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MARK R. HENRY, MIKE CHAPPELL
While the main purpose of this book is to describe uniforms and equipment, a brief campaign summary may help readers put this material in context.
Leyte, 1944: these men use the packboards usually associated with mountain troops to carry gear through the jungle. The foreground GI appears to be hauling the special rubberised case for carrying electronics and other water-sensitive gear.
The Japanese began amphibious landings on the islands culminating in the 22 December 1941 landing on Luzon. The half-trained Filipino army rapidly retreated and Manila fell on 26 December. Gen Douglas MacArthur made a planned withdrawal to the defence of the Bataan peninsula. The combined Filipino/US defenders were slowly pushed back and finally forced to surrender on 9 April 1942. The fortified island of Corregidor held out until Japanese amphibious assaults forced surrender on 6 May. MacArthur had failed to properly victual Bataan and Corregidor, but the defence had cost the Japanese five precious months.
In the winter of 1942 the Australian 7th and US 32nd Divisions, fighting in some of the worst jungle terrain in the world, forced the Japanese back from Port Moresby and into the defence of Buna. With almost no armour or artillery, the Allies finally seized Buna in January 1943. The US lost 60% of their force to disease along with 2,700 battle casualties. After a year of lighting, enveloping US amphibious landings at Aitape/Hollandia in April 1944 defeated the Japanese 18th Army at a cost of just 5,000 men. The US 41st Division's capture of Biak island in June 1944 was among the last pitched battles of the campaign. Skillful combined Australian/US operations would continue in New Guinea until its final subjugation in August 1944.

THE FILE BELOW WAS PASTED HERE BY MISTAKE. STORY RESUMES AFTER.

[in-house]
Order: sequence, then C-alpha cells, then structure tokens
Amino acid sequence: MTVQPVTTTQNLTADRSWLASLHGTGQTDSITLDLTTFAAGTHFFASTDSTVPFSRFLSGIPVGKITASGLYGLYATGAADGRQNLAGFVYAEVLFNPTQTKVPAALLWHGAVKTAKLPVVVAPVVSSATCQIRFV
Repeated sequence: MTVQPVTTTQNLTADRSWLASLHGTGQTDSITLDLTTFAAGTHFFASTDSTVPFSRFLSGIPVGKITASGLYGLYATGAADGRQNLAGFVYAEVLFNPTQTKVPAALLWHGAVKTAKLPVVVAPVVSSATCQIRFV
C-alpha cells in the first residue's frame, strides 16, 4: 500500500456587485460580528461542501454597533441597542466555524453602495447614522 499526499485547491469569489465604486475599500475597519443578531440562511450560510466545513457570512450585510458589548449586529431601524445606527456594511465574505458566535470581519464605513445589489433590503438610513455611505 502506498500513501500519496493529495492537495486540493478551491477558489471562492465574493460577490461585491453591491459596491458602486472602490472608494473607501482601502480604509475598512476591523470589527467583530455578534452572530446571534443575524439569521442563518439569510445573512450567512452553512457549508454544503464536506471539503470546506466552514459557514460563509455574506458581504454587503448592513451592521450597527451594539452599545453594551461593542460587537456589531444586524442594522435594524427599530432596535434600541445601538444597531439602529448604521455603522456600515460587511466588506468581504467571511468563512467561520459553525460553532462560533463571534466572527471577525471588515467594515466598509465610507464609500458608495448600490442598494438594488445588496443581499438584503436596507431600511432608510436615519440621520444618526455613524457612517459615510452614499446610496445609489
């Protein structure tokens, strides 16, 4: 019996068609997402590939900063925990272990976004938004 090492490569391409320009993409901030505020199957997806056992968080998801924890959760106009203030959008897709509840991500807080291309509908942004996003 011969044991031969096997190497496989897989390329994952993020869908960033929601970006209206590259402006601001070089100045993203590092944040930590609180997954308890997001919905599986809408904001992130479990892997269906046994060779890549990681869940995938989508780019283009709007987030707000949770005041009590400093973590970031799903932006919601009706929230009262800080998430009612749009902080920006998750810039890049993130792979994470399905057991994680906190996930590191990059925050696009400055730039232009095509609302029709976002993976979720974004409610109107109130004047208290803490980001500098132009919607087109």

Japan, 1945: soldiers of the 'Americal' Division - note shoulder patch worn on khakis by the lieutenant, far right - receive medals before they return to the States. The men wear HBTs and helmet liners; NCO stripes began to reappear after VJ-Day.
The US Army joined the Marines in the battle for Guadalcanal in October 1942 with the deployment of the 23rd Division. By January 1943 the 25th Division along with the 2nd Marine and 23rd Divisions were on the offensive; by February the island was secure, for the loss of 6,000 US casualties and an additional 9,000 sick.
The Army landed on New Georgia in July 1943 with the 37th and 43rd Divisions; joined by the 25th Division, they overcame fierce resistance and secured the island by the end of August.
In November 1943, Marines seized a five-by-ten mile perimeter around Empress Augusta Bay on Bougainville. Defence of the newly won terrain was left to the 23rd and 37th Divisions. By mid-1944 the island was secured.
With the strategic Rabaul at the north end of the island, the 1st Cavalry Division and US Marines landed at the south (Cape Gloucester) in December 1943. By March 1944 the 40th and 1st Marine Divisions had advanced up the coasts, but this had cost MacArthur over 2,000 casualties for little real gain. The Australians then took over and contained Rabaul. The 1st Cavalry Division had gone on to capture Los Negros island (Admiralties) in late February 44.
Okinawa, 1945: a rare capture of a Japanese soldier. This GI has a 'WP' grenade hanging from his M1936 suspenders; his helmet chinstrap is tucked up into the issue elastic neoprene band. Interestingly, he has three wristwatches on his left arm.
After receiving desert training, the 7th Division landed on the cold, wet Japanese-held island of Attn in May 1943. Rooting out the 2,500-man enemy garrison cost the 7th 1,700 battle casualties and 2,100 men to non-battle causes, especially trench foot. The Japanese finished the battle with banzai charges and only 29 men survived the fighting to be captured. A combined US/Canadian force (including the 1st Special Service Brigade) landed on nearby Kiska island in August 1943, to find that the 4,500-strong Japanese garrison had been evacuated in late July.
Philippines, early 1942: an American officer in khaki chinos, with an M1928 Thompson, standing next to his Filipino counterpart. Both wear the M1917A1 helmet with web chinstrap; the Filipino officer wears medic's yoke suspenders, and a revolver in a civilian holster. US officers commonly served in the newly formed Filipino units. See Plate A.
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